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3 high school seniors throw a birthday party to make a name for themselves. As the night progresses, things spiral out of control as word of the party spreads.
For more about Project X and the Project X Blu-ray release, see Project X Blu-ray Review published by Kenneth Brown on June 12, 2012 where this Blu-ray release scored 2.5 out of 5.
Starring: Thomas Mann, Jonathan Daniel Brown, Oliver Cooper, Alexis Knapp
Director: Nima Nourizadeh
» See full cast & crew
Project X Blu-ray Review
Lord of the Flies, The Todd Phillips Edition
Reviewed by Kenneth Brown, June 12, 2012
Morally vapid. I never thought the day would come that I would mount my soapbox, clear my throat, and shout those two words into a review, but it seems that day has come. Morally vapid, a label I wouldn't even slap on a Jackass flick. I'm tempted to go as far as to call producer Todd Phillips and director Nima Nourizadeh's Project X a wasteland; an ugly, empty, barren desert prowled by vicious, self-destructive teenagers consuming anything and everything that'll bring them to the brink of death, pat them on the head, and set them free to drink, smoke and throw away another day. Teens unfamiliar with things like respect, responsibility, integrity and social sobriety will no doubt have a blast with Phillips and Nourizadeh's frontal assault on good taste. Adults who find humor in underage drinking and senior high anarchy may even get a sick kick out of the mean-spirited madness. Other filmfans? If you found some redeeming or comedic value in Project X, by all means, please share it with the rest of the class. I'd very much be interested in reading a spirited defense. Everyone else? Feel free to join me on my soapbox. There's plenty of room.
The events portrayed in this film are fictional, and all stunts were performed by actors in controlled environments. No one should attempt to recreate or re-enact any of the scenes, stunts, or general activities portrayed in the film.
Project X plumbs deviant depths even Superbad refused to touch, and does so with hyper-staged, faux-reckless abandon. High schoolers Costa and J.B. (casting call finds Oliver Cooper and Jonathan Daniel Brown) aren't as popular as they feel they deserve to be and decide to use their friend Thomas (Thomas Mann) and his birthday as a means to an oh-so-selfish end. With Thomas' parents heading out of town, Costa and J.B. coax the poor kid into throwing a house party to end all house parties. Cue an ill-advised Craigslist ad, alcohol and hard liquor en masse, drug deals, sexual conquests, criminal unruliness, house wrecking, ecstasy abuse, news coverage, a flame thrower, police intervention, mobilized SWAT teams and... a strong reprimand for the party planners. And -- spoiler alert -- by strong reprimand I mean Thomas is congratulated by his father (yep, you read that right), the boys become ridiculously popular at school, the loves of their lives fawn over them, and the teens are acquitted of all wrong-doing. It isn't just gratuitous high school wish fulfillment, it's wildly indulgent and borderline reprehensible, if I can say as much without turning this into a sermon.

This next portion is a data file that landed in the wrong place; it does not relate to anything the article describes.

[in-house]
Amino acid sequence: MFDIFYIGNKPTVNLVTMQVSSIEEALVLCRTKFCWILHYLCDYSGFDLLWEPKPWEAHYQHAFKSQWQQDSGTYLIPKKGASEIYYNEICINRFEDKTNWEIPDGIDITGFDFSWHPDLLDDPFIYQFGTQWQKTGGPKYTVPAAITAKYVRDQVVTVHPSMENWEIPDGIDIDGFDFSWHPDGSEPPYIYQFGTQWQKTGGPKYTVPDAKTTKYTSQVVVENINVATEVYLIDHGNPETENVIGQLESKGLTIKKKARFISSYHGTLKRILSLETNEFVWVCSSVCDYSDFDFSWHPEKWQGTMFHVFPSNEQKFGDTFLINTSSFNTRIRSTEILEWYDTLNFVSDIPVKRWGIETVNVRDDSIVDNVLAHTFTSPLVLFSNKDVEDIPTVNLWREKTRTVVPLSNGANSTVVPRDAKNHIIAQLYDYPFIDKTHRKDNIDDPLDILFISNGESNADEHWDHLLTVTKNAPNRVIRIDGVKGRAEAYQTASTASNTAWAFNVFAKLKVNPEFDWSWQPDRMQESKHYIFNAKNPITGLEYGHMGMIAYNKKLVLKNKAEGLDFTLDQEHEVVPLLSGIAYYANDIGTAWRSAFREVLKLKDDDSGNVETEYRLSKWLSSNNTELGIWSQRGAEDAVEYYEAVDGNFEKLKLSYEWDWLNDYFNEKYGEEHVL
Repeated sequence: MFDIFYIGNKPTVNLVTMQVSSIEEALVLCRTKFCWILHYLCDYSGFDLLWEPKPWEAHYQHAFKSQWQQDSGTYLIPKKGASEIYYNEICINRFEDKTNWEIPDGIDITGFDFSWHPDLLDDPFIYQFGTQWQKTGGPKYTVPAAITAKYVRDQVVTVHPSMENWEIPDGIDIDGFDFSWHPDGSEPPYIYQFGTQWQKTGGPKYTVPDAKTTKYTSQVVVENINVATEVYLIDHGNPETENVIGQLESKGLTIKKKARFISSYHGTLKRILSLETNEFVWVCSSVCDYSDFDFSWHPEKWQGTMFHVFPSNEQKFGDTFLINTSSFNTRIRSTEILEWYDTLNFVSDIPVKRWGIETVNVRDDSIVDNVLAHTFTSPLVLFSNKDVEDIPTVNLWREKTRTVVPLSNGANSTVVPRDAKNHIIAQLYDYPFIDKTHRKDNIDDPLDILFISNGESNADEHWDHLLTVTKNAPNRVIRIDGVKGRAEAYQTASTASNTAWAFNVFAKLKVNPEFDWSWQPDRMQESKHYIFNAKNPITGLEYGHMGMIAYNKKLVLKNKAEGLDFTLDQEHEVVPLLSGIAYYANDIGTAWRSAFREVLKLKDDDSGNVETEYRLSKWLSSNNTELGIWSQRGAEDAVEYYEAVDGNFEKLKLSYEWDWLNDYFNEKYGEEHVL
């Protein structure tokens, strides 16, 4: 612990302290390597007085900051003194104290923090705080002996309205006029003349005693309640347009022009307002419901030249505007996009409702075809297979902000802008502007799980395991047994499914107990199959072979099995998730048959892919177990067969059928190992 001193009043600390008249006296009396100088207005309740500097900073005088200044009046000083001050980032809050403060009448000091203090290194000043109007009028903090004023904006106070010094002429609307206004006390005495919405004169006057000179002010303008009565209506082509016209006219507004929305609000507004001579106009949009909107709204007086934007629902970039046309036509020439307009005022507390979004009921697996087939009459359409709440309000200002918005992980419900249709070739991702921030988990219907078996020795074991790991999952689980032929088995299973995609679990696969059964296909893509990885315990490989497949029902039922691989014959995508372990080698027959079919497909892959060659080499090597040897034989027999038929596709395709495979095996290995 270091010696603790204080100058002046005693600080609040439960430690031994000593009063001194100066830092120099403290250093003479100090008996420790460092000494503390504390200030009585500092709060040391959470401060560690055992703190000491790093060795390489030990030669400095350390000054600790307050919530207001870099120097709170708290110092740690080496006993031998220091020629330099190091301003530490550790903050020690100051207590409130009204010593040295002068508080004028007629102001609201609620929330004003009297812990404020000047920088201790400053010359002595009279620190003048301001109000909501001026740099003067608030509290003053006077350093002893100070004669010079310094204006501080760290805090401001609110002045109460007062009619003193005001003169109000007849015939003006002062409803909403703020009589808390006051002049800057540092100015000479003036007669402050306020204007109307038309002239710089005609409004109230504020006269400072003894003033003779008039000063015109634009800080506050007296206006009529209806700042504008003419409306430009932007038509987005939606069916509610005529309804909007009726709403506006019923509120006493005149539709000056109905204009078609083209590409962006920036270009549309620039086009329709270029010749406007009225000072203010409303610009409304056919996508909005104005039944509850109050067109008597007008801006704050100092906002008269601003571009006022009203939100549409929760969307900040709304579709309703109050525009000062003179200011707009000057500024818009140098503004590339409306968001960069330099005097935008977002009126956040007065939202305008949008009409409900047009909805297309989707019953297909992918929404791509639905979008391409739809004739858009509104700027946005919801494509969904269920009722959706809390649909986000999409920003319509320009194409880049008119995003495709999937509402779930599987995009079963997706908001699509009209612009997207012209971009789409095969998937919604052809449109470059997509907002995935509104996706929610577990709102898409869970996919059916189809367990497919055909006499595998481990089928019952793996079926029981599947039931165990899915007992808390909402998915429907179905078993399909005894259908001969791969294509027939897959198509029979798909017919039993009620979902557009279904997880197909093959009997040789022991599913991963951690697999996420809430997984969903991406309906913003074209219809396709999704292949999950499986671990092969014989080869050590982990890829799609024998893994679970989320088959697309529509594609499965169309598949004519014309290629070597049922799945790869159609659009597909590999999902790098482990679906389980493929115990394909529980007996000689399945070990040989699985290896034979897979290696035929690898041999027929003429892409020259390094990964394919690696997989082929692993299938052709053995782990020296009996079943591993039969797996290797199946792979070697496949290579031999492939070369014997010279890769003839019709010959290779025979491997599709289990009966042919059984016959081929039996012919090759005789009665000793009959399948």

I'd be the first to defend Project X if its teens were likable, funny or worth rooting for in the slightest. But aside from Thomas, whose reluctance earns the teen-turned-all-too-willing-accomplice a few points early on, there isn't a remotely appealing high schooler to be found. Just awful kids destined to become awful adults, partying under the guise of popularity but really just tapping into their basest natures. This isn't teens being irresponsible, it's teens being egomaniacal, barbaric and downright disgraceful. And where's the humor in that? I fail to see it. Normally I'd be the first to build a "one man's junk is another man's treasure" escape hatch into a review of such a divisive, to some offensive comedy, but every now and then, junk is just junk. Too harsh? Escapism can be great fun. Think of any raunchy teen cult-favorite: Porky's, Revenge of the Nerds, House Party, Zapped, Fast Times at Ridgemont High, Superbad, even American Pie. Love 'em or hate 'em, they all feature characters that offer something to the audience; something that keeps us glued to the screen no matter what mistakes or misdeeds transpire. Project X ignores this fundamental, going for the pubescent jugular with increasingly delinquent chaos perpetrated to push boundaries and little more.